Plaintiffs in every state with a same-sex marriage ban have filed either state or federal lawsuits challenging those bans. Since the Supreme Court’s rulings, no federal or state court has upheld a same-sex marriage ban. Currently 12 bans on same-sex marriage have been invalidated by federal district court judges. Of those, nine are on appeal, two have not been appealed, and one appeal was dismissed by the Supreme Court. Two district court rulings striking down same-sex marriage bans have been affirmed at the circuit court level. Additionally, three district court judges have struck down (either partially or entirely) state bans on recognizing valid same-sex marriages performed in other states. Those rulings have also been appealed. The remaining cases are all in various stages of litigation at the district court level.
What’s striking is that judges from across the political spectrum are reaching the same conclusion in these cases. Of the 15 pro-same-sex marriage rulings at the district court level, six (or 40 percent) have been issued by Republican appointed judges, including one judge appointed by President George W. Bush. Eight rulings were issued by Democratic appointees, including four judges appointed by President Barack Obama. Each of these judges agrees—based on the Supreme Court’s Windsor decision—that the Constitution requires that the fundamental right to marry be extended to same-sex couples.
A decision striking down a same-sex marriage ban in the District of Utah, discussed further below, was the first to reach a federal court of appeals since the Perry and Windsor decisions. The Tenth Circuit affirmed the District Court’s decision on June 25, 2014, and Utah officials have decided to petition the Supreme Court for review. The Tenth Circuit ruled again on July 18, 2014, affirming the decision from the Northern District of Oklahoma striking down that state’s same-sex marriage ban. It is likely that Oklahoma officials will also seek review from the Supreme Court. While the Court typically waits for the circuit courts to disagree on a particular issue before taking a case, it has the prerogative to either grant or deny Utah’s or Oklahoma’s petition. For example, the Court may elect to hear one or both of these cases simply to provide finality on an issue that is currently the subject of litigation all over the country. The Court may also hold the petitions to see if disagreement—or a “circuit split”—on the issue of same-sex marriage develops. Some commentators have noted that the Eighth Circuit upheld a Nebraska same-sex marriage ban in 2006, meaning that—even though that case was decided pre-Windsor—there may already be a valid disagreement between circuit courts. Since the Court decided the Perry case on procedural grounds, if it takes up one or both of the Tenth Circuit cases it will be the first time the Supreme Court will rule on the constitutionality of a state same-sex marriage ban on the legal merits.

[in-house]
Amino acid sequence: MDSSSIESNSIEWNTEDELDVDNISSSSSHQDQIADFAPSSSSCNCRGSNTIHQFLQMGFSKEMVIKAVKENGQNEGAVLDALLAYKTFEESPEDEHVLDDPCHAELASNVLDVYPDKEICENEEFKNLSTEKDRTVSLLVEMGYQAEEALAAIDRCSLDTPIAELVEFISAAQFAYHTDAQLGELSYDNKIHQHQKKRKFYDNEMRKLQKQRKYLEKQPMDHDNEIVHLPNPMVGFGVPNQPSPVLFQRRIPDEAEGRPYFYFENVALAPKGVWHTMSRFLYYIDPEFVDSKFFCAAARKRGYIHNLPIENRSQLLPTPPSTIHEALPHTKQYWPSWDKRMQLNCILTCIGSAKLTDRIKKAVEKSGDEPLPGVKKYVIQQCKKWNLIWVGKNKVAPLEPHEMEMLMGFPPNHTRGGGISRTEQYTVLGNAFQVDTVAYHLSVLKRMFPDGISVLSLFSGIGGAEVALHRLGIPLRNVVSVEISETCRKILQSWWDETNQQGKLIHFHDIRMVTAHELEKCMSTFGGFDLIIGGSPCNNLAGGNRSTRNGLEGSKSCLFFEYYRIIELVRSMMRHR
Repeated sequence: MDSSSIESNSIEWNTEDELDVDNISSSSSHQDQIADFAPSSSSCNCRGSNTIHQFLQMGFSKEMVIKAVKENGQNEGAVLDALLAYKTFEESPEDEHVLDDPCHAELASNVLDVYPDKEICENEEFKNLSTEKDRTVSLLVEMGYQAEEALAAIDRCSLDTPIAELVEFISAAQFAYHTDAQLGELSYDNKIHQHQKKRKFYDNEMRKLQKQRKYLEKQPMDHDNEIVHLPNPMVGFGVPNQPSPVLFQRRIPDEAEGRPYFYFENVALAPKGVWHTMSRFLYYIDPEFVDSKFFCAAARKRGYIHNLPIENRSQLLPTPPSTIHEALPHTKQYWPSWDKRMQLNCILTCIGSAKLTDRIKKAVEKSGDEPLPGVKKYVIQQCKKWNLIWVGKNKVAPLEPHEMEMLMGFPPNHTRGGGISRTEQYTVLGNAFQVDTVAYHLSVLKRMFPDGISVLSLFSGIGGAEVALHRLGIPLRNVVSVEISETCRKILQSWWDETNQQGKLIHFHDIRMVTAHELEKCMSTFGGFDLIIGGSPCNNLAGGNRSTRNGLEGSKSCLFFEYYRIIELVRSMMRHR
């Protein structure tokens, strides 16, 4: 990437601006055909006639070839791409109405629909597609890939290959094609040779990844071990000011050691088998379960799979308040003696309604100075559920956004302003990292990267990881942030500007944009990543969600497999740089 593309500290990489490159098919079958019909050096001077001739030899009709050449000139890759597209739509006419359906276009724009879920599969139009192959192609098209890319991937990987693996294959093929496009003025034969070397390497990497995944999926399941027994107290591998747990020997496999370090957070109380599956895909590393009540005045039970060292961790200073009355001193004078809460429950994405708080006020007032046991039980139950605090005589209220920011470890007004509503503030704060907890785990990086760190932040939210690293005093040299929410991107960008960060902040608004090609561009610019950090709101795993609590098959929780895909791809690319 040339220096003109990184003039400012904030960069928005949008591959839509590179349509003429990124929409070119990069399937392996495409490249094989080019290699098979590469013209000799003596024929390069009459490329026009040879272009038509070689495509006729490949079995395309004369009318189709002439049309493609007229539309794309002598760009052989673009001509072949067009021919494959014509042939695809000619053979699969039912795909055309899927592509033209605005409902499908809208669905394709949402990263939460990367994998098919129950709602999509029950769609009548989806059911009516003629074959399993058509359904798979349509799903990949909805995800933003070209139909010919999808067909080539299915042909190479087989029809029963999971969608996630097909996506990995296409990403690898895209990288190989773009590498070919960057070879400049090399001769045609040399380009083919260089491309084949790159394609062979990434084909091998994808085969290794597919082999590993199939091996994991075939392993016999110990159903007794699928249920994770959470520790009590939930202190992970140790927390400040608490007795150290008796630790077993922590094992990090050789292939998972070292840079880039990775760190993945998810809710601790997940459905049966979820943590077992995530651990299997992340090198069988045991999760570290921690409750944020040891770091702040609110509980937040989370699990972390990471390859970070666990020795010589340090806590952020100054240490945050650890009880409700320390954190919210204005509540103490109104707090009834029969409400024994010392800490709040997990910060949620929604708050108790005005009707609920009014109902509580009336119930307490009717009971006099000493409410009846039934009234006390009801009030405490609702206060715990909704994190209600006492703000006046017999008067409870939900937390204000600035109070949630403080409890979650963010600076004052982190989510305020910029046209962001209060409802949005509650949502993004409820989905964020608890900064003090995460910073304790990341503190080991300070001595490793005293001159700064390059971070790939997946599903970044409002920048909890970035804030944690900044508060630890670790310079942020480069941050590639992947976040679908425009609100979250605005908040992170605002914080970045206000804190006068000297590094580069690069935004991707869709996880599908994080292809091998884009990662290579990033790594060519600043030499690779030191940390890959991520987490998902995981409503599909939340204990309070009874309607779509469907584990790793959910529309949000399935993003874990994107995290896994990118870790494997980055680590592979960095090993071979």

As these cases work their way through the courts of appeals and ultimately to the Supreme Court, the stakes are enormous. If the Court accepts the Tenth Circuit cases for review, it will be its first opportunity to decide whether the federal Constitution’s guarantee of marriage equality, already recognized when the Court struck down race-based restrictions on marriage in Loving v. Virginia, extends to same-sex couples. Since Windsor, the lower federal courts have been unanimous in their agreement that it does, recognizing rights for hundreds of thousands of same-sex couples that could vanish with an adverse Supreme Court ruling.
In this report, each federal lawsuit ruling on the legality of a same-sex marriage ban—beginning with Perry itself—is summarized in chronological order, and each presiding judge is briefly profiled.
 United States v. Windsor, 570 U.S. −, 133 S. Ct. 2675 (2013).
 Hollingsworth v. Perry, 570 U.S. −, 133 S. Ct. 1521 (2013).
 Windsor, 133 S. Ct. at 2695.
 Id. at 2693.
 Windsor, 133 S. Ct. at 2710 (Scalia, J., dissenting).
 Lawrence v. Texas, 539 U.S. 558, 605 (2003) (Scalia, J., dissenting).
 As noted below, one federal judge upheld a ban prior to the Windsor and Perry decisions. That case is still being litigated on appeal.
 One ruling was issued by a Magistrate Judge, which is not a presidentially appointed position.
 Robert Barnes, From a diverse group of judges, a unanimous opinion on same-sex marriage, The Washington Post (May 26, 2014) http://www.washingtonpost.com/politics/from-a-diverse-group-of-judges-a-unanimous-opinion-on-same-sex-marriage/2014/05/26/9790b1b8-e1f1-11e3-9743-bb9b59cde7b9_story.html.
 The Supreme Court will often wait until there is a disagreement between circuit courts on a particular issue of law, creating a so-called “circuit split”. Rules of the Supreme Court of the United States, Rule 10, 5-6 (2013) available at http://www.supremecourt.gov/ctrules/2013RulesoftheCourt.pdf.
 Citizens for Equal Prot. v. Brunning, 455 F.3d 859 (8th Cir. 2006).
 Lyle Dennison, Utah same-sex marriage case on way to the Court (UPDATED), SCOTUSblog (Jul. 9, 2014, 5:05 PM), http://www.scotusblog.com/2014/07/utah-same-sex-marriage-case-on-way-to-the-court/.
 Loving v. Virginia, 388 U.S. 1 (1967).